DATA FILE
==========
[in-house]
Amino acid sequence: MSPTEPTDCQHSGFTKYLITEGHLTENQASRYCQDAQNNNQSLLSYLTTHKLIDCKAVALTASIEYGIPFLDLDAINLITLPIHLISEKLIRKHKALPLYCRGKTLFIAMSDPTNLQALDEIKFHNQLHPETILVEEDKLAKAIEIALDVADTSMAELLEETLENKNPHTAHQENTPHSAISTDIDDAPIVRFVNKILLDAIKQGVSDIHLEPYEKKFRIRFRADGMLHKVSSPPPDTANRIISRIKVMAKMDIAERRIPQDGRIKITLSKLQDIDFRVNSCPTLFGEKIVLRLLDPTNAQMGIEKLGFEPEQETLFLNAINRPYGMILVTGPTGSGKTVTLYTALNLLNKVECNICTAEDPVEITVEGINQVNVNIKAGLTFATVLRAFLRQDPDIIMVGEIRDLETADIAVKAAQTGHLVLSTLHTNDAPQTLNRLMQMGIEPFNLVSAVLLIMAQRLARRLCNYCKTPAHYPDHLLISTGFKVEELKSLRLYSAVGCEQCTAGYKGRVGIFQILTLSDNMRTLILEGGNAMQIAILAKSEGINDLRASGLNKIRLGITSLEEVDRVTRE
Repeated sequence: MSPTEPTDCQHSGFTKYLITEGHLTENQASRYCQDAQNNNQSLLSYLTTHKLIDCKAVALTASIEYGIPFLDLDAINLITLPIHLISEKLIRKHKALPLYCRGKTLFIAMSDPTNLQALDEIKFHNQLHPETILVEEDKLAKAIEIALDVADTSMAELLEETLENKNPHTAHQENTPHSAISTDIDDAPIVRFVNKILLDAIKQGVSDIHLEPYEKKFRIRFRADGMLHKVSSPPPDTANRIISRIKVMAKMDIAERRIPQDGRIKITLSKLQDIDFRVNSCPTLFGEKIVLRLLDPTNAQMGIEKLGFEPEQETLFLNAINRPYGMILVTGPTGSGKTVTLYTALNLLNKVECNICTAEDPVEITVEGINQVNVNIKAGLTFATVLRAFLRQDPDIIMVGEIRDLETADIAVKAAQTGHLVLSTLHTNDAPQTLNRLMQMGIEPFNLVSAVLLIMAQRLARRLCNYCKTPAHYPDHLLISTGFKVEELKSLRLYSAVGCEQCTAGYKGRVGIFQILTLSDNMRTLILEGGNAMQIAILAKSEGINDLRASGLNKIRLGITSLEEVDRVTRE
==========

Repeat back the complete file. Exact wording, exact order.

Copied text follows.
[in-house]
Amino acid sequence: MSPTEPTDCQHSGFTKYLITEGHLTENQASRYCQDAQNNNQSLLSYLTTHKLIDCKAVALTASIEYGIPFLDLDAINLITLPIHLISEKLIRKHKALPLYCRGKTLFIAMSDPTNLQALDEIKFHNQLHPETILVEEDKLAKAIEIALDVADTSMAELLEETLENKNPHTAHQENTPHSAISTDIDDAPIVRFVNKILLDAIKQGVSDIHLEPYEKKFRIRFRADGMLHKVSSPPPDTANRIISRIKVMAKMDIAERRIPQDGRIKITLSKLQDIDFRVNSCPTLFGEKIVLRLLDPTNAQMGIEKLGFEPEQETLFLNAINRPYGMILVTGPTGSGKTVTLYTALNLLNKVECNICTAEDPVEITVEGINQVNVNIKAGLTFATVLRAFLRQDPDIIMVGEIRDLETADIAVKAAQTGHLVLSTLHTNDAPQTLNRLMQMGIEPFNLVSAVLLIMAQRLARRLCNYCKTPAHYPDHLLISTGFKVEELKSLRLYSAVGCEQCTAGYKGRVGIFQILTLSDNMRTLILEGGNAMQIAILAKSEGINDLRASGLNKIRLGITSLEEVDRVTRE
Repeated sequence: MSPTEPTDCQHSGFTKYLITEGHLTENQASRYCQDAQNNNQSLLSYLTTHKLIDCKAVALTASIEYGIPFLDLDAINLITLPIHLISEKLIRKHKALPLYCRGKTLFIAMSDPTNLQALDEIKFHNQLHPETILVEEDKLAKAIEIALDVADTSMAELLEETLENKNPHTAHQENTPHSAISTDIDDAPIVRFVNKILLDAIKQGVSDIHLEPYEKKFRIRFRADGMLHKVSSPPPDTANRIISRIKVMAKMDIAERRIPQDGRIKITLSKLQDIDFRVNSCPTLFGEKIVLRLLDPTNAQMGIEKLGFEPEQETLFLNAINRPYGMILVTGPTGSGKTVTLYTALNLLNKVECNICTAEDPVEITVEGINQVNVNIKAGLTFATVLRAFLRQDPDIIMVGEIRDLETADIAVKAAQTGHLVLSTLHTNDAPQTLNRLMQMGIEPFNLVSAVLLIMAQRLARRLCNYCKTPAHYPDHLLISTGFKVEELKSLRLYSAVGCEQCTAGYKGRVGIFQILTLSDNMRTLILEGGNAMQIAILAKSEGINDLRASGLNKIRLGITSLEEVDRVTRE